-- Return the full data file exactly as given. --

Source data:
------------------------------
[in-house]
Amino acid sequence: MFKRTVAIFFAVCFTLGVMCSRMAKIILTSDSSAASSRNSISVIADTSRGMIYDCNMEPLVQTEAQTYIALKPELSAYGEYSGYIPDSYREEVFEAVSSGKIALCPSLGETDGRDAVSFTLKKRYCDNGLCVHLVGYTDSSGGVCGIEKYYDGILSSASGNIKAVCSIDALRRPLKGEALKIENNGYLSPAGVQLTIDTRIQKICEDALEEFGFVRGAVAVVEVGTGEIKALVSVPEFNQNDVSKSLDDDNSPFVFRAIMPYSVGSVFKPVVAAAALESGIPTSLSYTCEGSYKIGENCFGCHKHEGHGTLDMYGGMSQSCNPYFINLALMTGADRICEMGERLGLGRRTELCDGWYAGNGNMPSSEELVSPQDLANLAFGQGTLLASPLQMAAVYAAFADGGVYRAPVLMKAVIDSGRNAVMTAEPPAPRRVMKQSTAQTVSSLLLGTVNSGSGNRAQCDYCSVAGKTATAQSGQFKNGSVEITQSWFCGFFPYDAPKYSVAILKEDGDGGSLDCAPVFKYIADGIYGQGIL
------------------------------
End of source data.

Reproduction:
[in-house]
Amino acid sequence: MFKRTVAIFFAVCFTLGVMCSRMAKIILTSDSSAASSRNSISVIADTSRGMIYDCNMEPLVQTEAQTYIALKPELSAYGEYSGYIPDSYREEVFEAVSSGKIALCPSLGETDGRDAVSFTLKKRYCDNGLCVHLVGYTDSSGGVCGIEKYYDGILSSASGNIKAVCSIDALRRPLKGEALKIENNGYLSPAGVQLTIDTRIQKICEDALEEFGFVRGAVAVVEVGTGEIKALVSVPEFNQNDVSKSLDDDNSPFVFRAIMPYSVGSVFKPVVAAAALESGIPTSLSYTCEGSYKIGENCFGCHKHEGHGTLDMYGGMSQSCNPYFINLALMTGADRICEMGERLGLGRRTELCDGWYAGNGNMPSSEELVSPQDLANLAFGQGTLLASPLQMAAVYAAFADGGVYRAPVLMKAVIDSGRNAVMTAEPPAPRRVMKQSTAQTVSSLLLGTVNSGSGNRAQCDYCSVAGKTATAQSGQFKNGSVEITQSWFCGFFPYDAPKYSVAILKEDGDGGSLDCAPVFKYIADGIYGQGIL